She did not make it to Saturday Night Live. This was in 2019, before the show’s dedication to diversity and inclusivity. Perhaps it’s time for them to reconsider.  In any case, the Kamala impression was born, though it would take a few years for Allison to transition it to social media. She was an instant hit.

My friend Bobby told me, that impression is so good. You need to get the pearls, you need to get a jacket, you need to get a wig. And I was like, what? That’s crazy. But okay. And then it just took off and I was like, oh my God. I’ve always been able to do voices and stuff, and I’ve always prided myself on that. But for whatever reason, I think somebody along the way told me impressions online don’t go anywhere. Don’t even try it. And I was like, you know, it’s the Wild West of the internet, so why not try it?

People clamor for Allison’s Kamala wherever she goes. Recently, she was lauded by Matt Rogers and Bowen Yang on their podcast, Las Culturistas. Allison’s own podcast, The N’Kay Hour, is hosted by her alter ego but is a highlight of a bevy of sketches and characters. Smartly, Allison’s one-woman show features a segment with Kamala, as part of her full library of characters. With so many other personalities in her wheelhouse, does she ever feel overshadowed by her Kamala impression?

It is a double-edged sword. I’m very grateful for it. I have a lot of fun doing it. It feels so weird to be so connected to a character and it feels so artsy to even say that, but it’s true. I take it as a gift and use it to share other gifts that I may have that people hopefully like.

Being able to pivot has been another major skill set that Allison possesses. Day jobs in her early years ranged from call centers to coffee shops (ask her about the coffee shop with the weed and a gun). And for her career? Web series? Sure. One woman show? Sure. Write a comedy? Sure. Write a song? Sure. Become a TikTok influencer? Yep!

It goes back to just trying to be the best creative I could be. I don’t ever want to be stuck to one thing, which is kind of a line I walk with Kamala. I’m like, okay, this is what the algorithm is hungry for, what it will reward me for, but there’s no way I could do just that.

Her characters couldn’t be more different than the others. Each character, no matter how big, is always grounded in reality. Audiences and critics respond to her material because it is so organic, it is so accessible, even if presented in a highly comedic form. Her characters also act as mirrors, reflecting back what society is giving at any particular moment. One of the funniest, and most poignant, characters is a guitar-playing, coffee shop singing “That White Girl,” based on a real-life white girl Allison heard in Chicago. In a Jewel-like voice and demeanor, the singer starts off singing about the travesty of racism, homophobia, classism, and everything else under the sun. As the verses continue, “That White Girl” becomes unraveled, marveling at their own wokeness and their heroism in speaking against these atrocities they have never had to deal with in reality. The segment makes fun of insincere activism and questions what makes an ally a true ally…all the while the audience is roaring in laughter. With each character having its own complexity, even the hot dog, what is her creative process in creating these characters?

I feel like I’m always trying to find what my process is. I feel like it’s just always evolving. A thing from The Second City that I really, really love is improvising into writing. The way they do shows is you come out, you improvise a scene, and then later you write it up and then you edit it, and then maybe you do that scene again and then you feel free to improvise new stuff. That’s how I view writing, particularly characters. A lot of my Kamala stuff is like, oh, I have this idea, I’m just going to get into character and go and do a few takes and see where it goes from there. So, it’s never the first one I do, it’s usually the third or the fourth where I really got everything, I wanted in that one piece. But with writing scripts, I’m still trying to figure that out. I also have this mild obsession with Nicola Tesla. It’s very strange. I know. But he’s a genius and just so unhinged. He was said to have never written anything down and he would just go over stuff in his head a bunch, and then when he would go to write it down, it was near perfect every time. The equations and everything he would never have to redo because he was just kind of always editing it in his head. So that’s kind of been my process as of late. I’ll walk around, I’ll think about whatever my ideas are and try to see it in my mind’s eye and kind of think about it over and over. I try to get new ideas and then put pen to paper and just really let my imagination go.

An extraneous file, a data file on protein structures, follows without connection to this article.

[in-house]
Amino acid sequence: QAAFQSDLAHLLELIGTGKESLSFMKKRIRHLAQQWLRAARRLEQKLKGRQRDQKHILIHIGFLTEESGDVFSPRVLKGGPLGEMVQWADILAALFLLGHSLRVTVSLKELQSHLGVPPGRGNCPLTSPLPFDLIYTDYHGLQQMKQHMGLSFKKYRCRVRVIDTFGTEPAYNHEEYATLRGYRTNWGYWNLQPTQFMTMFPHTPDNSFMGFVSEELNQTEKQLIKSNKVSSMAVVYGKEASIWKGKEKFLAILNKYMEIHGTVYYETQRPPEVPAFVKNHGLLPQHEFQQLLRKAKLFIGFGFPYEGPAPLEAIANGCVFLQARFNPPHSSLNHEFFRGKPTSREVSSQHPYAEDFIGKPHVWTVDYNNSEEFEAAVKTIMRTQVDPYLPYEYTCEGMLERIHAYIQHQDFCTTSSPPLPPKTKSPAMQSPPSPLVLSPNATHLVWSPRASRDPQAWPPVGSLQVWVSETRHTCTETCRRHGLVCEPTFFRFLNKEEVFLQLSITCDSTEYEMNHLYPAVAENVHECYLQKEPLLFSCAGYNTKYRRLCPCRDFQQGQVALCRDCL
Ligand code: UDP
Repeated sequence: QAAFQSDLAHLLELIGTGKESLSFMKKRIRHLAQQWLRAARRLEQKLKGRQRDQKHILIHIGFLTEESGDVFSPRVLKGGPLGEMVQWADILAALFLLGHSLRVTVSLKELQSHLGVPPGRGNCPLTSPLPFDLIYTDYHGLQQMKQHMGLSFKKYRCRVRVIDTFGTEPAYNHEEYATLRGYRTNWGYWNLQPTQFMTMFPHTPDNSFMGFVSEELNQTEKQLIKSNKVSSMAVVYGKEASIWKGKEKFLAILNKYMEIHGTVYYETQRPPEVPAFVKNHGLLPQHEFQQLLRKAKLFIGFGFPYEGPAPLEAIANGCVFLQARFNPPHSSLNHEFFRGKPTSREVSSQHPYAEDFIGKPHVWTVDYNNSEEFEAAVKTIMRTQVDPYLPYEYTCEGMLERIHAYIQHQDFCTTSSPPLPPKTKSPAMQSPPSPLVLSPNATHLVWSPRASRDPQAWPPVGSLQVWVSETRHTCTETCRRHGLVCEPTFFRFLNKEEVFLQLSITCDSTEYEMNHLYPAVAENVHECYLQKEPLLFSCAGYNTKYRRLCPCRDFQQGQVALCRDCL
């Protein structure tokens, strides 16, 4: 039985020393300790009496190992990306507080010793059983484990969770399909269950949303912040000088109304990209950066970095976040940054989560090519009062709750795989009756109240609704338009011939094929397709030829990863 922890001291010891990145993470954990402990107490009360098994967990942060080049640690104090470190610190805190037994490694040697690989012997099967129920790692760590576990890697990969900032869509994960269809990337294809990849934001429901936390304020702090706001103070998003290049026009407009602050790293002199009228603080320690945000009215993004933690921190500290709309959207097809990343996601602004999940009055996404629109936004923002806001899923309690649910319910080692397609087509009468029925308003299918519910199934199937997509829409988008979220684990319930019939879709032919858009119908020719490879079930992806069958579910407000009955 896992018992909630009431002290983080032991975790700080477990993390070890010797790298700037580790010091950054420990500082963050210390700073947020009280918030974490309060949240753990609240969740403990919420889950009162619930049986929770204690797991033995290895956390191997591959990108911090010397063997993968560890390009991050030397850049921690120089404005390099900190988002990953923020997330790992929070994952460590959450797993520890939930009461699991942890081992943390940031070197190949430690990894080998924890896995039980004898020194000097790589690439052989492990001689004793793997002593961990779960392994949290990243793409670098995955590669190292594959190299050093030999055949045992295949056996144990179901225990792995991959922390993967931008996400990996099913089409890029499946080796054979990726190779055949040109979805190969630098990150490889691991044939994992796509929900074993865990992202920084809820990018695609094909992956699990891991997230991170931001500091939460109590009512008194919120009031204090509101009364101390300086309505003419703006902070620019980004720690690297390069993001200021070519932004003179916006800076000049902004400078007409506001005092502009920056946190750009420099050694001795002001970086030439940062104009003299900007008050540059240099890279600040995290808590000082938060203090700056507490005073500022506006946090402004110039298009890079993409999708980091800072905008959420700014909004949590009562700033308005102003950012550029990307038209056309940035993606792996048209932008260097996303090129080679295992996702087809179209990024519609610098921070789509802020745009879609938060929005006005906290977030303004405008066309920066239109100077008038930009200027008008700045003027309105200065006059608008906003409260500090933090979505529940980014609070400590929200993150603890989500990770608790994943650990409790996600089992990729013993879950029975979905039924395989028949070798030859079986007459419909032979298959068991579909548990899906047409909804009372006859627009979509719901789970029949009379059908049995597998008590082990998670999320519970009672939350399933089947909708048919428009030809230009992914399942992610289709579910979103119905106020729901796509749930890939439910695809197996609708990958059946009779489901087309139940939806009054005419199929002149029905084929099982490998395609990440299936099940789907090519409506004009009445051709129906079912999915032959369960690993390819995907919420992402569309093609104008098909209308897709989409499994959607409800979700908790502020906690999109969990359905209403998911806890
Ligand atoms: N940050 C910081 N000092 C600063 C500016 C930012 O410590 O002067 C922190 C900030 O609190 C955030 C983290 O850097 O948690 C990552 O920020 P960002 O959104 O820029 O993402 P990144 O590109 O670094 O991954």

In addition to Allison’s fervent fan base and industry acclaim, she has a support system at home. Meeting at The Second City, she fell in love with and married August, a trans artist with his own world of creativity. The two are a dynamic force and have weathered Allison’s star on the rise.

I definitely lean on my spouse for support and I’m very lucky. He has a degree in comedy writing and performance, so we come from the same world. He has gone off into his own creative path, whereas I have gone off into this creative path and it’s been nice to be with somebody who has such a knowledge base for what I’m doing and was in the same scenes and community as me and really gets it. He’s been so supportive and just so lovely with all of that.

I find that we have a very nice Venn diagram of when we do work together. We definitely appreciate the boundaries of the personal-creative-business relationship. And we really try to keep those things in mind. As far as my social media on the rise, he is like, wow, this is the first time I felt like I’ve had to share you in this way with strangers. So, it’s made me that much more protective of our home life and keeping that sacred.

From those early years in Chicago, she was named 2022 Just For Laughs New Faces of Comedy, for the world’s most prestigious comedy festival in Montreal, took part in the 2022 CBS Sketch Comedy Showcase, where her scene, “Belinda’s Mom” went on to win numerous awards in the Festival Circuit for Best Parody, appeared on The Tonight Show with Jimmy Fallon, and made her theatrical debut in Bros. Even with her highlighted success, her mission of supporting her communities stays at the forefront. Hailing back from her early years in sports, she is still a team player.

I think until I started living out in the world and experiencing how the world treats me as a woman of color and as a queer woman, I didn’t fully appreciate community in that respect. And that’s when I decided I needed to foster this. I want to create this. I really want to create a safe space for women of color, particularly in comedy and in improv, because at that time, if there was a woman of color, you were the only one on that team typically. And that led to things like your teammate being “…and you’re the slave in this scene.” Nope. I wanted to create a space where we could play and fail and have fun and actually have the space to grow and get better.

Check out everything Allison at

Last modified: November 19, 2023